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Nature Notebook – Caterpillar Shelter Builders

“There it is!”

“No, it isn’t!”

The caterpillar we saw crawling on the flower disappeared in a flash when we touched the flower stem. Upon closer examination, we discovered a tunnel-like shelter constructed of petal and leaf parts glued together with silk. And…a caterpillar face staring out at us.

Some Lepidoptera (butterflies and moths) larvae try to “scare” away predators. Others choose the passive hiding method. Some will spend their entire larval time feeding underneath leaves. Others are nocturnal, when most birds and parasitizing wasps are sleeping. This caterpillar was one of the shelter builders.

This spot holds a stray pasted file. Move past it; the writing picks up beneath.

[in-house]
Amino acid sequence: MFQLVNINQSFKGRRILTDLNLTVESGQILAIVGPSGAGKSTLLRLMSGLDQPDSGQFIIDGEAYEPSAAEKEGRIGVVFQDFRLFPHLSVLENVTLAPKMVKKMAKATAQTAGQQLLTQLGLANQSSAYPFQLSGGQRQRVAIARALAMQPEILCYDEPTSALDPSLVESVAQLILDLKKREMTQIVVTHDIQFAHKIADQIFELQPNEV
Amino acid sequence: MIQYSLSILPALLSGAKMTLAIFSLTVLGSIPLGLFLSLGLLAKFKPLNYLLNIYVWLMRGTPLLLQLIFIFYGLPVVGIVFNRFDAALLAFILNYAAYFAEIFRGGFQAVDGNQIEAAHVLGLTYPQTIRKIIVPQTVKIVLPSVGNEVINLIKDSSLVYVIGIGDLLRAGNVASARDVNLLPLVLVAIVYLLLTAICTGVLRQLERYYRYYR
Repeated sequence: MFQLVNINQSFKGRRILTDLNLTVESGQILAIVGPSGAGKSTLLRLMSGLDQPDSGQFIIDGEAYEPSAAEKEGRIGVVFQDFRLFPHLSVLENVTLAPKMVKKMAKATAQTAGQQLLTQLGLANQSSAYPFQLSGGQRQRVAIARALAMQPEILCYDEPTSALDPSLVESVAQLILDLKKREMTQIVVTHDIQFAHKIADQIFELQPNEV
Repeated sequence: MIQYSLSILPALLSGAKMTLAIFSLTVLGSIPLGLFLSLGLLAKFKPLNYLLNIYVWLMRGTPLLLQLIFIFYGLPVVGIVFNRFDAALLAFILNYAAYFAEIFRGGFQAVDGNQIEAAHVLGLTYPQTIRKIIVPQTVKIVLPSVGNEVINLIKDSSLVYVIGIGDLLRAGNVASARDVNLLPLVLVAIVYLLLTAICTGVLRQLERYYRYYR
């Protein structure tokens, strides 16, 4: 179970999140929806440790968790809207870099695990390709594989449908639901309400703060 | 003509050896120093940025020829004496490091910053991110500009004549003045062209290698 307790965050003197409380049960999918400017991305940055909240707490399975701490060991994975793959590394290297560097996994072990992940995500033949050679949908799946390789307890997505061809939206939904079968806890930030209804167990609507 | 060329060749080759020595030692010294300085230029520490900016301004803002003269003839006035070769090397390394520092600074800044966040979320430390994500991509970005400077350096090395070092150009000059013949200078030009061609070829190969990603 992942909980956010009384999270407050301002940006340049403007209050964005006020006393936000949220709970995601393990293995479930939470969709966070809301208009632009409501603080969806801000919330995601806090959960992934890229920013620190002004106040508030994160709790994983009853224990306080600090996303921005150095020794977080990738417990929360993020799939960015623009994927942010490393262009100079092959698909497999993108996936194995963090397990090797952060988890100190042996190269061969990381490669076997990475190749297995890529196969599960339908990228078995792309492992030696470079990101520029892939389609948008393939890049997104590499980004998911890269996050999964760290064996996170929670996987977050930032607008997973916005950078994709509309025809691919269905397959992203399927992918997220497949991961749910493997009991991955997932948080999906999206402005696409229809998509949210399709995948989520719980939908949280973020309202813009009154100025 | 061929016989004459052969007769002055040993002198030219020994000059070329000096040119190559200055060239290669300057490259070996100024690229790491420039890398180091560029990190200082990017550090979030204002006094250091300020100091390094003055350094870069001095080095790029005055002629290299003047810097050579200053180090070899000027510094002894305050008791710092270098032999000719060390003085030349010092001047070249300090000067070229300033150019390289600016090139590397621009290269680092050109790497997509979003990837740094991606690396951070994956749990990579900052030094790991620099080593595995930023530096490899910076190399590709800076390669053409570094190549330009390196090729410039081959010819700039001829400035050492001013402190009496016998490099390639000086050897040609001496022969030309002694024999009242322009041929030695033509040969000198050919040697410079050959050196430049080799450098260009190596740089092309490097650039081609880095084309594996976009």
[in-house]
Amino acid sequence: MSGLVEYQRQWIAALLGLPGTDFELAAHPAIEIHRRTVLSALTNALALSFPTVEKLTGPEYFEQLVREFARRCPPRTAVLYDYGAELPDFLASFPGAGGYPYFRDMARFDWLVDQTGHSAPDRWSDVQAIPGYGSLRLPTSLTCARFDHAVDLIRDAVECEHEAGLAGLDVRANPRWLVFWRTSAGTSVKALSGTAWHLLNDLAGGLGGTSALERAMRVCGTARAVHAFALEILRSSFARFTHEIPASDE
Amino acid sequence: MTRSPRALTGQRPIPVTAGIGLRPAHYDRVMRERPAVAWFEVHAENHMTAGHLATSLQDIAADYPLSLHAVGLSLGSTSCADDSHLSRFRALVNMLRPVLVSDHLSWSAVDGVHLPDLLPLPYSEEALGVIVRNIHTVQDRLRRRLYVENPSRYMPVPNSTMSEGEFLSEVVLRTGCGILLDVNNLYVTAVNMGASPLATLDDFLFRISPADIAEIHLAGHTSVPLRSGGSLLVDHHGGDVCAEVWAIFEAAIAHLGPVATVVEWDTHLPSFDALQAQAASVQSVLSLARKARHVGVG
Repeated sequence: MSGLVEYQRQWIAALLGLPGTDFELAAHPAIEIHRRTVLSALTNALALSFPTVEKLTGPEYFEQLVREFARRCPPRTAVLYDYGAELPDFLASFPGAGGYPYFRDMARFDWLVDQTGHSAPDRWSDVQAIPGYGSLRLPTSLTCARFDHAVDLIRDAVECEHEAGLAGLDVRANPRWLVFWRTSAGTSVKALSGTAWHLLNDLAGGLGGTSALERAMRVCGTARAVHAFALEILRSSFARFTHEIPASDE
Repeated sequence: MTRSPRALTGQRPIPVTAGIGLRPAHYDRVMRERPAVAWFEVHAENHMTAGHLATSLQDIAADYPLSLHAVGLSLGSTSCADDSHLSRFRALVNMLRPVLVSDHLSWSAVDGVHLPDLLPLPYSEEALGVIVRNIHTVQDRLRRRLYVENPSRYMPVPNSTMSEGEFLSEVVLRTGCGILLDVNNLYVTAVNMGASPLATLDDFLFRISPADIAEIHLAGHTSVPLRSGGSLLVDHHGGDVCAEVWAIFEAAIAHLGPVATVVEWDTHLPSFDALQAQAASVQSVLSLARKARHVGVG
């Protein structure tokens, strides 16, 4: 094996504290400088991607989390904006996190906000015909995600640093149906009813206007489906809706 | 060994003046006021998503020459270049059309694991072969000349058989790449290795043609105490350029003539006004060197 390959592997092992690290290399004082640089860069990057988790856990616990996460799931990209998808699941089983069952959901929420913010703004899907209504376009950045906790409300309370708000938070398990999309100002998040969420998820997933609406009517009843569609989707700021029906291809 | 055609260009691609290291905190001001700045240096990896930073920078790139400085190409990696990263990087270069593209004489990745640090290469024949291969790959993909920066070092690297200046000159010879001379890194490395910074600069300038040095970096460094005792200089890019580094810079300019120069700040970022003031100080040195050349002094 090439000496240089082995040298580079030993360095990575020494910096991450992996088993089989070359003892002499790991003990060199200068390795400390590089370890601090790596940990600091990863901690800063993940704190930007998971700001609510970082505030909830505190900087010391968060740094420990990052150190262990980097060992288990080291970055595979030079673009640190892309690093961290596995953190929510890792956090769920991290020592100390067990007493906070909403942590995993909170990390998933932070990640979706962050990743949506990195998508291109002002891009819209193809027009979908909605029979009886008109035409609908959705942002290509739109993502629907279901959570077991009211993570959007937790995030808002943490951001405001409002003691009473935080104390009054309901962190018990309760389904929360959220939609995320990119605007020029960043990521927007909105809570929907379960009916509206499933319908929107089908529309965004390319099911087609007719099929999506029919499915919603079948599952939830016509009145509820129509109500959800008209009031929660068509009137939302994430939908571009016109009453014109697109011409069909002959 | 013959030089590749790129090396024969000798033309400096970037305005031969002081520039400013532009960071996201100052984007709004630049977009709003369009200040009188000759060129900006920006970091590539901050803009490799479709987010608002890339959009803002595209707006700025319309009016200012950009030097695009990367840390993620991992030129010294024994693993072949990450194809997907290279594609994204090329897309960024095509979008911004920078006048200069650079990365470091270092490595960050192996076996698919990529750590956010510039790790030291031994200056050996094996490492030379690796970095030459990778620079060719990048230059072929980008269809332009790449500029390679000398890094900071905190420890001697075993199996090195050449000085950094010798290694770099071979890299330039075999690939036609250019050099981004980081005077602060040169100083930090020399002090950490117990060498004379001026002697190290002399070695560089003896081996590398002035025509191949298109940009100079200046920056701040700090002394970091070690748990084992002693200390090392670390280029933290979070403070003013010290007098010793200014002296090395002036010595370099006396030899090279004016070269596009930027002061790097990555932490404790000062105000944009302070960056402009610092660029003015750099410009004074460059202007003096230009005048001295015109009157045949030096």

Shelters vary by caterpillar species. Leaves, curled or cut and folded, make an excellent hideouts. Other species construct a sticky silky tunnel while others, like ours, utilize parts of the host plant to fabricate their larval hangout.

Although this seems like a good plan, biologists have found that shelter-building species have higher parasitism rates than their non-shelter building compatriots.